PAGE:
But, against the odds, the Jazz battled back from there and ultimately would win the series. In Utah, but surrounded by Nuggets fans once again, my Jazz prevailed. And even more special to me was the fact that the victory came thanks largely to the heroics of Deron Williams, who to this day is one of my all-time favorite Jazzmen.


As a kid, I idolized the guards of the legendary Jazz Finals teams. As a teenager, that idolization later would transfer to Deron Williams. I was absolutely crazy about D-Will, and few things could get my blood boiling more than people aiming to tell me Chris Paul was the better player (hindsight is 20/20, right?). Like I’m sure many Jazz fans did, every time I played ball, I pictured myself as the Jazz star.

Even now, Williams is one of my all-time favorites to ever wear a Jazz jersey, trailing only the likes of John Stockton and the others of his era. I know he’s become a polarizing figure among Jazz fans, but you simply don’t love a player like Williams the way I did only to let it go.

Prior to that aforementioned playoff series against the Nuggets, I had the fortune of going to a Jazz game in Salt Lake City. Since I’d been living in Washington and Colorado for so long, it had been ages since I’d been able to attend a game in person there. I went early to the game and managed to snag Deron Williams to autograph a basketball card I had of him. I still consider it one of my greatest possessions.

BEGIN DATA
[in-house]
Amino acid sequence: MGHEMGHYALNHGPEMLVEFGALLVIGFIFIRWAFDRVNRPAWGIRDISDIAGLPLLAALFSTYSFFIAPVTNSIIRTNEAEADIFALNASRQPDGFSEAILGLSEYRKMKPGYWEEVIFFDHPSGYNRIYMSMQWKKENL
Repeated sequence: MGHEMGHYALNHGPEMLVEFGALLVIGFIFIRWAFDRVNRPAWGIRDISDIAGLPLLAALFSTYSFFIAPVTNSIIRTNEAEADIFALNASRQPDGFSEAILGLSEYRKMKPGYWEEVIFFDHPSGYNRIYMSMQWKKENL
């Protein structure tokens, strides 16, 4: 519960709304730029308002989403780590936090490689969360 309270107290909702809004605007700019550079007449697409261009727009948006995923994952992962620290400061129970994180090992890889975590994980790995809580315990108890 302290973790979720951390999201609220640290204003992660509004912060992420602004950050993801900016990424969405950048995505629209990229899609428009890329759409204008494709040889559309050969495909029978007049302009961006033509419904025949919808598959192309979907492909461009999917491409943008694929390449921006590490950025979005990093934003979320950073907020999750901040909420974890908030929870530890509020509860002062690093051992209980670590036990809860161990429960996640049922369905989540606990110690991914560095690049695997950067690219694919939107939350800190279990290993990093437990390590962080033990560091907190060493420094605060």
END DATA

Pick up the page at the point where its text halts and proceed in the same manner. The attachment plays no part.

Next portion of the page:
Shortly after that awesome playoff series against the Nuggets, I went on to serve a two-year mission for the LDS Church. Some may find it ridiculous, but not being able to watch the Jazz for two whole years was one of the most difficult parts for me.

However, fortunately every Monday I could look forward to weekly emails from my dad with the subject line “RMSR” – Rocky Mountain Sports Report – to fill me in on all my Jazz, and other team, updates. On many occasions, those notes were one of the few things that got me by.